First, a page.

COP26: Africa is not a single static data point
This article was originally published by African Arguments.
With growing concerns over climate change, the need to transition from dirty fuels to cleaner ones has taken centre stage. As we head to Glasgow for COP26, the debate in wealthier countries, primarily in the West, is focused on the optimal set of technologies and policies that can put these countries on a path to net-zero. In Africa, the situation is different. Here, there is a tension between responding to the imperative to shift to cleaner energy and pursuing much needed economic growth.
African countries want to see a better representation of this complex reality in climate negotiations. This is why people from the continent are so concerned that COP26 will be exclusionary because of rich countries’ vaccine hoarding and costly quarantine recommendations.
Africa lags behind the world in access to electricity and other modern fuels. Per capita energy consumption on the continent, not including North Africa, is about 5% that of advanced economies. At the same time, 1 in 4 people on this planet will be African by 2050, growing to 1 in 3 by 2100. Most of this population growth will happen in cities, with an estimated half a billion people being added to Africa’s urban areas by 2040. These people will be living in mega cities teeming with people, cars, buildings, and industries. This will have massive implications for energy demand.
With Africa’s economies forecast to grow, its young workforce expanding, and demand for consumer goods increasing, the continent has great potential to increase production and build wealth. Access to abundant energy will be essential to this, but the threat of climate change makes it impossible to meet these growing needs by burning fossil fuels indefinitely. There is an urgent need to reconcile Africa’s economic priorities with the imperative to decarbonise the global energy system.
Growing Africa’s power sector within climate limits is a massive challenge. It demands realistic solutions that are sensitive to Africa’s development needs and that recognise the continent as an important actor in achieving climate goals. Currently, most of the climate and energy transitions models that shape global dialogues treat Africa as a single data-point, failing to capture the heterogeneity of the 54 independent countries’ diverse energy endowments and growth aspirations. Worse still, these influential analyses implicitly assume continued poverty and low consumption.
Clearly, we need a new and realistic vision for Africa’s energy future. African countries need immediate access to abundant, always available, and cost-effective power. Local or no-grid solutions being offered today by international aid agencies have an important role to play in providing first-time access, but they cannot serve growing industrial demand. Small-scale, stand-alone solar home systems and lamps are limited in size and intermittent. Strong centrally dispatched grids, coupled with well-functioning utilities, will remain essential to countries in Africa as they pursue their economic growth agendas.
While Africa is a low emitter of greenhouse gases, the time is also ripe to build foundations for the development of zero-carbon power, readying the continent for wide adoption as these technologies become economically feasible. This can help African countries circumvent the lock-in effects associated with building more fossil-based energy infrastructure.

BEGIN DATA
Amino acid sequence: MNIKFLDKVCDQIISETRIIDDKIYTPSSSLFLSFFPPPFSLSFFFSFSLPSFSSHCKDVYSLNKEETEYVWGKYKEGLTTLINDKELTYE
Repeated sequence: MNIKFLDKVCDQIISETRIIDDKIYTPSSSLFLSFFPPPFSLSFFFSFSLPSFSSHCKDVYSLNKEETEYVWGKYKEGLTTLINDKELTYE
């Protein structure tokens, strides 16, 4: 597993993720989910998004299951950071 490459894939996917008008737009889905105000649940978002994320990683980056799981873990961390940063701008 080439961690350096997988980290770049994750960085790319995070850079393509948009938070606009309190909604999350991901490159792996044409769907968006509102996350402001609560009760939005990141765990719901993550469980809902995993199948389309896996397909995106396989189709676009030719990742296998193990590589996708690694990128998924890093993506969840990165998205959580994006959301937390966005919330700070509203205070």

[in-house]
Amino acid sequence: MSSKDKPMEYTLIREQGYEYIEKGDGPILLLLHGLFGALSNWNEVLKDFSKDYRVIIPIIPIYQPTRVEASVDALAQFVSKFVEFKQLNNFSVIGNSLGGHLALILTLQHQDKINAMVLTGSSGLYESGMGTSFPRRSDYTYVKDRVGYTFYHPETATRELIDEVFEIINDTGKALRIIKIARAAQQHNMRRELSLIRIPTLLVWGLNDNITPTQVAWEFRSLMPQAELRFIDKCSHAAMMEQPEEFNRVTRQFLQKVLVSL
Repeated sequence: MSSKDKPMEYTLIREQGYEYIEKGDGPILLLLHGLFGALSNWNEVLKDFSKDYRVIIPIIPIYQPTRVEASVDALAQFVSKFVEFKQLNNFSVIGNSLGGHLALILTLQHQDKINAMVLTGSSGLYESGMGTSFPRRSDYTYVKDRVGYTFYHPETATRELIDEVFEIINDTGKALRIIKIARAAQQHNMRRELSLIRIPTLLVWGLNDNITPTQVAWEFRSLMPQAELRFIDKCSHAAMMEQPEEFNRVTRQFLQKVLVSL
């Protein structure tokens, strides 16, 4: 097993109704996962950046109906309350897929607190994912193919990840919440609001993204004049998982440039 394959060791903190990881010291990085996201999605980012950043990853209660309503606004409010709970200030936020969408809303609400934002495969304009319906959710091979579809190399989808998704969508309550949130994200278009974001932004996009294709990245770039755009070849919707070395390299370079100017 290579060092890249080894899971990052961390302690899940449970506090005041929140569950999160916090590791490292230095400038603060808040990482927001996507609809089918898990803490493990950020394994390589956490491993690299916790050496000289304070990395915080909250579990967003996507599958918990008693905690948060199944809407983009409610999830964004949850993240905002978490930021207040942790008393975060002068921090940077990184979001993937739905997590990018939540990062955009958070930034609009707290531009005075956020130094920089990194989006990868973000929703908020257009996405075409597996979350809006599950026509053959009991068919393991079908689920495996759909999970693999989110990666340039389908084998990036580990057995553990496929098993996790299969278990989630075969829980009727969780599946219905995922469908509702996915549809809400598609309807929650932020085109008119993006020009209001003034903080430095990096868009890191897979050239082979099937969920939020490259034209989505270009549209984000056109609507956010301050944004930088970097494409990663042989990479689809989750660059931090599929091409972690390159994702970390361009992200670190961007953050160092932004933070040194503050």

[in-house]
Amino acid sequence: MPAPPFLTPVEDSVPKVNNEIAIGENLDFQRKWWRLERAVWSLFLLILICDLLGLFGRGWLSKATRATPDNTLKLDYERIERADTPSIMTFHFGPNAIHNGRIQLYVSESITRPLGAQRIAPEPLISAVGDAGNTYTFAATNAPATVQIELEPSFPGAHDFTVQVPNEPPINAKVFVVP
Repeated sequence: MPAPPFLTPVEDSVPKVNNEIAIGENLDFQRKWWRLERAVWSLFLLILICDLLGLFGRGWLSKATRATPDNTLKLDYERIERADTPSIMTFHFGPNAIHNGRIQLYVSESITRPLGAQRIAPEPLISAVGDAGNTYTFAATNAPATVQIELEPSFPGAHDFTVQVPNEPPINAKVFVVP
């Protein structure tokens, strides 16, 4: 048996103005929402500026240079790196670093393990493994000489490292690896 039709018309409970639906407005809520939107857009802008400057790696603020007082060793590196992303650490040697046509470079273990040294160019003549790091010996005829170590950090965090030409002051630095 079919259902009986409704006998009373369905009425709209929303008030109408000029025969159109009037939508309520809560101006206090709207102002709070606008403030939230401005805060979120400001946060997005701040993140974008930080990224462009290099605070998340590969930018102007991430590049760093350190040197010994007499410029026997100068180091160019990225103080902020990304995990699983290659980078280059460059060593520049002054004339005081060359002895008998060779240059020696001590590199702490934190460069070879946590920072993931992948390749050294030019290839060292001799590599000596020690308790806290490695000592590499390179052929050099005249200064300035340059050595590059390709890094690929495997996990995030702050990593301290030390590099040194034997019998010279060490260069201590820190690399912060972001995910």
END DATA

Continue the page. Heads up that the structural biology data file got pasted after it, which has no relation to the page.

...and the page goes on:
For some countries, this path will be easier than for others. For example, while Ethiopia is endowed with vast hydro and geothermal resources, Nigeria’s economy is largely dependent on oil and gas. These two countries’ low-carbon pathways are light years apart and it is unrealistic to imagine that any singular technology or delivery model can be a silver bullet. We need to approach this on a pragmatic case-by-case basis. In Nigeria, for example, practical pathways will require attention to abated natural gas in the short-term and a strong economic diversification agenda in the longer-term.
In pursuing this goal, regional cooperation could be essential in promoting cleaner energy development pathways, reducing energy costs, and improving the reliability of supply. Countries with oil-based generation as their only options may be surrounded by countries with rich but underdeveloped zero-carbon sources and could benefit from regional markets. Through the West Africa Power Pool, for example, energy-constrained countries like Mali, Burkina Faso and Liberia could see a 20% reduction in generation costs resulting in savings equivalent to 1-3.5% of GDP.
A new vision for an energy-rich Africa can and must be led by the continent. For decades, Africans have been positioned as consumers of technologies rather than active participants in developing them. Hence, little attention has been given to strengthening research and innovation on the continent. However, as Africa braces for an economic and demographic shift this century, it is time for African institutions, researchers, and experts to take the lead in shaping the continent and the world’s energy future. There is no reason why countries in the East Africa Rift Valley, which is endowed with some of the richest geothermal resources in the world, cannot be global leaders in advancing these technologies.
Africa can have a clean energy future that builds on its unique resource endowments and human capital. But to get there, the global community must sweep away tired old assumptions and work with African countries to create a thriving, climate-friendly continent that will be home to a quarter of the world’s population by 2050. COP26 can mark the start of this journey, though whether Glasgow becomes a turning point for climate action will depend on more than commitments to reduce greenhouse gas emissions. It will depend on how well we centre Africa’s current and future development aspirations in the climate debate.